I was hoping to wait for .Net 4.0 to drop before I started making a real MVC2 work application but just got the opportunity to rewrite a smaller existing web project.  MVC2 for .Net 3.5 seemed a logical choice.  In addition to finally getting MVC2 into a project, I wanted to try messing around with Entity Framework.  Being decently skilled with LINQ-to-SQL, getting some experience with it’s successor, Entity Framework, seemed like a wise idea.  After creating my models and adding some controllers and views.  It was time to start testing out the new DataAnnotation validation.  DataAnnotations allow you to place attributes on your entities’ properties which handle making sure they are valid.  So for example, if I had an ApplicationName property that I wanted to both require, and mandate that it was no longer than 50 characters, I could do the following:

   1: [Required(ErrorMessage = "Application Name Required")]
   2: [StringLength(50, ErrorMessage = "Application name must be under 50 characters")]
   3: public string ApplicationName { get; set; }

The first issue I came across had to do with Entity Framework.  I can’t add these annotations to the generated code from EF.  The next time I edited my model, my annotations would be overwritten.  So following Scott Gu’s example, I created a buddy class.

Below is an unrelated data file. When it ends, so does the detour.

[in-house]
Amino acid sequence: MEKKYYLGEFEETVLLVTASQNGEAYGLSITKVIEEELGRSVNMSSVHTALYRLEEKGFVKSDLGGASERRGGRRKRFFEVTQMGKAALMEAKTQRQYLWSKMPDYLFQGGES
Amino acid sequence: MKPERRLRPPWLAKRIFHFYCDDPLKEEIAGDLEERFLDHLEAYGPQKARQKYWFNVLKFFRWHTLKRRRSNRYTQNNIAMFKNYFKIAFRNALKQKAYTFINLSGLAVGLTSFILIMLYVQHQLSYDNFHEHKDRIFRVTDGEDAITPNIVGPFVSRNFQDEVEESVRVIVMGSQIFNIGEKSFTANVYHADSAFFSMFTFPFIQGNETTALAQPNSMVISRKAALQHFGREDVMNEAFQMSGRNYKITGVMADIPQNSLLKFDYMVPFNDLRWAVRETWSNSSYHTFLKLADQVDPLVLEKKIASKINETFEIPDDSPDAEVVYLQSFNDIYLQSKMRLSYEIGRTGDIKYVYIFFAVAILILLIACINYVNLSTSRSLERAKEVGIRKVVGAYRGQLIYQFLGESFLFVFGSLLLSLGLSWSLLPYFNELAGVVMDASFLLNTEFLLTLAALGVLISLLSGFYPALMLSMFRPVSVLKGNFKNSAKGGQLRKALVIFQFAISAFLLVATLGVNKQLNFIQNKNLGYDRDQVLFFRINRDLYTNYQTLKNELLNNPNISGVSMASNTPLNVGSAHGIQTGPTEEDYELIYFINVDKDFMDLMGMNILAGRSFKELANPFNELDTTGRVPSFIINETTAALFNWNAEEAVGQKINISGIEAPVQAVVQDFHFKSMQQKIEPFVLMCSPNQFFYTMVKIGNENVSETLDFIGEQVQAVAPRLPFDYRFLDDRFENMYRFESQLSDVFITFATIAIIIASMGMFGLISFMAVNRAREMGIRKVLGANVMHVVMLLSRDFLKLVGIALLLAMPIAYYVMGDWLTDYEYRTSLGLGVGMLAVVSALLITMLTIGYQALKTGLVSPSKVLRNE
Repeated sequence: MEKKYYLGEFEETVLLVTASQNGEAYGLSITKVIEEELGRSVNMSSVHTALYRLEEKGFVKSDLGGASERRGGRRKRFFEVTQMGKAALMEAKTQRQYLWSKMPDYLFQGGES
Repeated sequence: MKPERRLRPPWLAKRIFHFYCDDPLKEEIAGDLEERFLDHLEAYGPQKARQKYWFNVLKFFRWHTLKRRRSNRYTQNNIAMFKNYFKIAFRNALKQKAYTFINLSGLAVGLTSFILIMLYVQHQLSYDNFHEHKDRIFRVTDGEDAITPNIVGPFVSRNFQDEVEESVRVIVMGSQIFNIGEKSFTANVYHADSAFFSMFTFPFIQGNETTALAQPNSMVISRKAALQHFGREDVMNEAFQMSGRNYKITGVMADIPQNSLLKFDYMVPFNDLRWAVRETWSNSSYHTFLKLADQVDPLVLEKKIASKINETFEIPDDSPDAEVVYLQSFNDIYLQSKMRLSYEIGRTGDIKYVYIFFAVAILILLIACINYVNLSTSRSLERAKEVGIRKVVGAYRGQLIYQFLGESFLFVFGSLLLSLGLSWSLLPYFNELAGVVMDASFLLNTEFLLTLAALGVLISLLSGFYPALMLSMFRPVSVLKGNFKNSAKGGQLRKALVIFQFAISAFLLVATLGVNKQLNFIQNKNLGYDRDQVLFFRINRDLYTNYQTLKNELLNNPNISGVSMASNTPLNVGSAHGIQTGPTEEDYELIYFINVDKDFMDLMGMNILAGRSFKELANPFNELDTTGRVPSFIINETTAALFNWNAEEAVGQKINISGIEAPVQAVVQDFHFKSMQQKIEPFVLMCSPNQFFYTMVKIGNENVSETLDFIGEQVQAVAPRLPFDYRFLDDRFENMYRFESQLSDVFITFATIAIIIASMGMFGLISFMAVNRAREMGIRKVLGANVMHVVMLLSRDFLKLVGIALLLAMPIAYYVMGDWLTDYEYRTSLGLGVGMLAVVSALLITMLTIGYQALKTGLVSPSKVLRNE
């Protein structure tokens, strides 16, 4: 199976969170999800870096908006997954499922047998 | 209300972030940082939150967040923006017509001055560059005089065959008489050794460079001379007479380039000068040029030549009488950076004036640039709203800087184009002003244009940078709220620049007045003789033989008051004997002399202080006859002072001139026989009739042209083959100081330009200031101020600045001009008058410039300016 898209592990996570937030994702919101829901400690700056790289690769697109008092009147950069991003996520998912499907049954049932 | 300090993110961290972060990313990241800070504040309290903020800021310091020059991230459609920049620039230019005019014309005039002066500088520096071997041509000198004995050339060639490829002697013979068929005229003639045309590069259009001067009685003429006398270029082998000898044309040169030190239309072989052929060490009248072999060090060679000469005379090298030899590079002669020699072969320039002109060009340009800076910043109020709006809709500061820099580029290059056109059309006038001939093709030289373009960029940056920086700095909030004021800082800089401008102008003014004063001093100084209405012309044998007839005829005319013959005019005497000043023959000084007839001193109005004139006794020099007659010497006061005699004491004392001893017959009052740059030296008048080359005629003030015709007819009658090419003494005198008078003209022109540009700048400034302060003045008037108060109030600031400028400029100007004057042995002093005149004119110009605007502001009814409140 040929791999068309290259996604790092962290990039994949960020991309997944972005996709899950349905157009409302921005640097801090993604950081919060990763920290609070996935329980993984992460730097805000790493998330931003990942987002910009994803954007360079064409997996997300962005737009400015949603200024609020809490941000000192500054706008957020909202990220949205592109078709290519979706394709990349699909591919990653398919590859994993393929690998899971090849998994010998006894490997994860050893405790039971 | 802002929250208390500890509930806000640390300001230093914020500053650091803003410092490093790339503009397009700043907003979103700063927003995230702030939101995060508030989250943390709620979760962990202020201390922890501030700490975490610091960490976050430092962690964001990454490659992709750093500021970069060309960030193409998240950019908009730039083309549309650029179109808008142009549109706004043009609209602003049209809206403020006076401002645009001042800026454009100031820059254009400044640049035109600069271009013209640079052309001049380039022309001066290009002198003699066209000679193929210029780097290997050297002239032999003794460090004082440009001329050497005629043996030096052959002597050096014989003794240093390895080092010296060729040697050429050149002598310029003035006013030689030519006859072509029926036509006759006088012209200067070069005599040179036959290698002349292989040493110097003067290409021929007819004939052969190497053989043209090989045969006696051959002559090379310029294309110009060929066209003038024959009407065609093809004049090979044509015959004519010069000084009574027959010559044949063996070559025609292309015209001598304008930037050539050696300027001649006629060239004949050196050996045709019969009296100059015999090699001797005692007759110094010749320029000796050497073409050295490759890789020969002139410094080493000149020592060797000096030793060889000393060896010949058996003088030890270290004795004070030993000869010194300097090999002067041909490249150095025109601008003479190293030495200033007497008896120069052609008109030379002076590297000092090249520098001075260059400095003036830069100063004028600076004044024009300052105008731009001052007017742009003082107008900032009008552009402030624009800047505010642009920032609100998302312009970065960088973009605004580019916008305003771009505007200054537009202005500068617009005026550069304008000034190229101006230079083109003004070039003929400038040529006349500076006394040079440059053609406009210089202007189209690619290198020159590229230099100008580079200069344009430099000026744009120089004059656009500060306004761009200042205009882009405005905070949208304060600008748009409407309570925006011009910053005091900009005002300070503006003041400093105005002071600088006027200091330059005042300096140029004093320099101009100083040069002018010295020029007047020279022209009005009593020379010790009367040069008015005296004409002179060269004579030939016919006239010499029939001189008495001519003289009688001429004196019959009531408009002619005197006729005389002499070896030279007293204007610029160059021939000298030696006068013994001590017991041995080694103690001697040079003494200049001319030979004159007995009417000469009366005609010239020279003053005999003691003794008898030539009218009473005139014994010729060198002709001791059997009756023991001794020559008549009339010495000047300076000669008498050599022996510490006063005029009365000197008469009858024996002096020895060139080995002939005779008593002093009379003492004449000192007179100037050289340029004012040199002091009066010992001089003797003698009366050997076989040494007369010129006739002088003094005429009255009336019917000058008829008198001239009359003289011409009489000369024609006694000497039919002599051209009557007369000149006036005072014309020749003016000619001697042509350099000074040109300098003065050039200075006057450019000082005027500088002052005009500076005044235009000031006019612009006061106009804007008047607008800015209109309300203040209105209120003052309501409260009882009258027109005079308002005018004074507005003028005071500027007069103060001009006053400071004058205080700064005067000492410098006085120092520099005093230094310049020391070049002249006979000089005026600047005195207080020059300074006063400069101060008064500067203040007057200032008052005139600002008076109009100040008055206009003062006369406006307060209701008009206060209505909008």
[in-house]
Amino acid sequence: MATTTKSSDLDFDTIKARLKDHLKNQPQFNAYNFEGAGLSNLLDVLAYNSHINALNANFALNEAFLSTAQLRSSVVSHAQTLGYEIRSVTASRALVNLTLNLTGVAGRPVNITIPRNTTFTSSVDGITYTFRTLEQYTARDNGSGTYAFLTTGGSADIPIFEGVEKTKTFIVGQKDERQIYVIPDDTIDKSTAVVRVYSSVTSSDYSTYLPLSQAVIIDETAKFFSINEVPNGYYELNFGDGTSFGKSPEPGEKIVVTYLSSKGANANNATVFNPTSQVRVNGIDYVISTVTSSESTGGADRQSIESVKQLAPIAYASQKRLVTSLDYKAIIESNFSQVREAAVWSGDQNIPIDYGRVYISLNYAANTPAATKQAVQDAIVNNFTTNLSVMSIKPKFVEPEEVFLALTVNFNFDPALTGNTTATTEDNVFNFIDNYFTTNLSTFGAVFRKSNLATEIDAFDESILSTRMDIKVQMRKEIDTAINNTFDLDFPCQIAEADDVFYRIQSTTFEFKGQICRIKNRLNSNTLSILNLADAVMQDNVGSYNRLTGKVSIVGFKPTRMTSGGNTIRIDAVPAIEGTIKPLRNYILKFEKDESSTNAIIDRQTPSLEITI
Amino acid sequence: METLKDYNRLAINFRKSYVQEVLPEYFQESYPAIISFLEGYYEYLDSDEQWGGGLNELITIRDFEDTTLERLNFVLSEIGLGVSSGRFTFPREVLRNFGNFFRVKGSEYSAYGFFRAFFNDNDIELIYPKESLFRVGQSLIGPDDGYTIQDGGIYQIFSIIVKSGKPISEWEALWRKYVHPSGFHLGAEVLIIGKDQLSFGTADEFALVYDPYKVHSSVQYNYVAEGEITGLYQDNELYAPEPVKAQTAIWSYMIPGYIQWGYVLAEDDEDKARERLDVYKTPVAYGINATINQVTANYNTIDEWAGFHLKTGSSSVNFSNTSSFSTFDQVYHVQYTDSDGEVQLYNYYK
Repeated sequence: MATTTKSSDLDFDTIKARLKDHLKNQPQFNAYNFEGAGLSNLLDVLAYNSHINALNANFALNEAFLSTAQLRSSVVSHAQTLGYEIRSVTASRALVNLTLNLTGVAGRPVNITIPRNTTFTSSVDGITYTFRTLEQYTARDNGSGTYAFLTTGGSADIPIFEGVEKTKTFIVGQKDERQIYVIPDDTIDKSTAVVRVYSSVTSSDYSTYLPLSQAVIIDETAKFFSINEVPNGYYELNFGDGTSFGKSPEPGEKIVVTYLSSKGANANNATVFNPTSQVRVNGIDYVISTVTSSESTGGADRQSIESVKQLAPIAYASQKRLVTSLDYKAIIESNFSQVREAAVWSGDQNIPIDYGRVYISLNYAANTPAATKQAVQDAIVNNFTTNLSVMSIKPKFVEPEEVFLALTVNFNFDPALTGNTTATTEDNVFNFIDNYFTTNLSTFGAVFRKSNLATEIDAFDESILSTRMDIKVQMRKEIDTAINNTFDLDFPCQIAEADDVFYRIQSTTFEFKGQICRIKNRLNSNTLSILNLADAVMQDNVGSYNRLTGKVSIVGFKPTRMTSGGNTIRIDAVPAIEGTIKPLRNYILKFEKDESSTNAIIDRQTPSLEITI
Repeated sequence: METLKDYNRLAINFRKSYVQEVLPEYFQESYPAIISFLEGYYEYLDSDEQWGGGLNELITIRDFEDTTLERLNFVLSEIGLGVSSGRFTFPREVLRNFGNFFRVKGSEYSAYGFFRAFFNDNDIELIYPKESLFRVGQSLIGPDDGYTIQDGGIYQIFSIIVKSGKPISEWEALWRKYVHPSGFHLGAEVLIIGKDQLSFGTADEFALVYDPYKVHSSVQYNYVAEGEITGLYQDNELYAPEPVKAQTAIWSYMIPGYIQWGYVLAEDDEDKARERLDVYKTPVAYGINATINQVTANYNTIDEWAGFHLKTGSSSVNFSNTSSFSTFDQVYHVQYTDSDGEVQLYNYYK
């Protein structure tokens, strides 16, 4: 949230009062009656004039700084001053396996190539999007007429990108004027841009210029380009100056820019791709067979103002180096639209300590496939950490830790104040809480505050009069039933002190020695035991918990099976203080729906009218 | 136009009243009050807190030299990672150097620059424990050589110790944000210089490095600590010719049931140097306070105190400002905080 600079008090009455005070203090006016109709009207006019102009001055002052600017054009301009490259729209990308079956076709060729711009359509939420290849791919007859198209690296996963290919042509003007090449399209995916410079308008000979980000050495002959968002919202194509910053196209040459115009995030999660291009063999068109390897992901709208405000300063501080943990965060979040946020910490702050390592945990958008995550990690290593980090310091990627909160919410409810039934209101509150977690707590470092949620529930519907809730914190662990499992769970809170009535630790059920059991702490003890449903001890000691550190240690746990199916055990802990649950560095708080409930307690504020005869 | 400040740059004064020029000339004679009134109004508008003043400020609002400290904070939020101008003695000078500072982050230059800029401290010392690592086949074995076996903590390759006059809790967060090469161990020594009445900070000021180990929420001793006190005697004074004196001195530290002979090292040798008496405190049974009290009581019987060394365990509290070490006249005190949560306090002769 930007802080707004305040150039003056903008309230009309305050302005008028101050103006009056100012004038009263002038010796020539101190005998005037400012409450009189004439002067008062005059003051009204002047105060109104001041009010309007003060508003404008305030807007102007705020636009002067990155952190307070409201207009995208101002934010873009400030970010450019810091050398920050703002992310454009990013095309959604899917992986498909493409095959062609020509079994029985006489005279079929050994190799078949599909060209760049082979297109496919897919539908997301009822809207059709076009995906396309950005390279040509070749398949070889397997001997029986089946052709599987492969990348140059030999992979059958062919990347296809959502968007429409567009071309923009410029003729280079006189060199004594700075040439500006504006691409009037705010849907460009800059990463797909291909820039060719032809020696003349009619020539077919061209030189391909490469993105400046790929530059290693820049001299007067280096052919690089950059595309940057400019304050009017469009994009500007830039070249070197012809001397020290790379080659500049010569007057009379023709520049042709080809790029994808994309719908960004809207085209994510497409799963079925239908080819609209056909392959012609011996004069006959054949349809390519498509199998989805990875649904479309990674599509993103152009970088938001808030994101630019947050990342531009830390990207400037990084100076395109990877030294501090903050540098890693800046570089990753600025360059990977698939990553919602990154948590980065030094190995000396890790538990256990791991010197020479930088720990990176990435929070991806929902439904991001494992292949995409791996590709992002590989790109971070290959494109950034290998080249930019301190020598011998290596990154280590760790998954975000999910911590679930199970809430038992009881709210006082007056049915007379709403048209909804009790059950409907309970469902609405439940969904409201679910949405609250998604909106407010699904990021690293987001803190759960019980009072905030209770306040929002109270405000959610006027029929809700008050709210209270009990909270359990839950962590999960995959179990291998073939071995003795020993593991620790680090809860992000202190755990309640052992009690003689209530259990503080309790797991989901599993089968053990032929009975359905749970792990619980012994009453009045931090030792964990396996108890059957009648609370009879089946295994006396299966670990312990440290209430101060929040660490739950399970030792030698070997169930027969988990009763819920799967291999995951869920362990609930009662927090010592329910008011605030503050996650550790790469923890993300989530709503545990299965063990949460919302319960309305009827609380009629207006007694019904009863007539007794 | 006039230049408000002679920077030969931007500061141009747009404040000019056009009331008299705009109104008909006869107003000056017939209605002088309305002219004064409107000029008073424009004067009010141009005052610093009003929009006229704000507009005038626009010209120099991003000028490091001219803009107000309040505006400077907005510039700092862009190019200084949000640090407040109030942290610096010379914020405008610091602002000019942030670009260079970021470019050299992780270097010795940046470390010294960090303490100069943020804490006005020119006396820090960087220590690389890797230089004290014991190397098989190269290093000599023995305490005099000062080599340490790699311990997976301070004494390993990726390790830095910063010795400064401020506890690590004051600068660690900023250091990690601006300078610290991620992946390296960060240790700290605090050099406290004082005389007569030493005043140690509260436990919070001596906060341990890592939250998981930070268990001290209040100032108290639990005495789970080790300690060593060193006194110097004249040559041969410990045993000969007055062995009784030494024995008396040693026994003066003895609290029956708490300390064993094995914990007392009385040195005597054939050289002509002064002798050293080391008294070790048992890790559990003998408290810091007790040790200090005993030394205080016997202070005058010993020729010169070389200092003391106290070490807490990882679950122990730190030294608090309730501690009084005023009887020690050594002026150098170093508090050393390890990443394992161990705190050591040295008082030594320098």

1: [MetadataType(typeof(Application_Validation))]
   2: public partial class Application
   3: {     
   4: }
   5:  
   6: [Bind(Exclude="ApplicationId")]
   7: public class Application_Validation
   8: {
   9:   //Properties with annotations as seen above
  10: }

So now, this will tell MVC that when it checks the validation on the Application object, it should check these rules.  So everything should work fine right?   It didn’t.  For some reason, my validation was never being hit.  I scoured the web.  I ended up trying to add a ValidationAttribute and a DataAnnotationsModelValidator (as described by Phil Haack here).  It was referewhen adding these that I started getting a compilation error saying that my reference to System.ComponentModel.DataAnnotations was not correct.  I was referencing the 3.6.0.0 version when the attribute and model validator required 3.5.0.0.  The data annotations and the buddy class set up did not care at all which version of the DLL was referenced, hence there was nothing to indicate this might be an issue.  After switching the DLL and commenting out the ValidationAttribute and DataAnnotationsModelValidator, my validation continued to work fine.  So, if you run afoul of any issues with your validation working, be sure to check your version of System.ComponentModel.DataAnnotations.


Chris Risner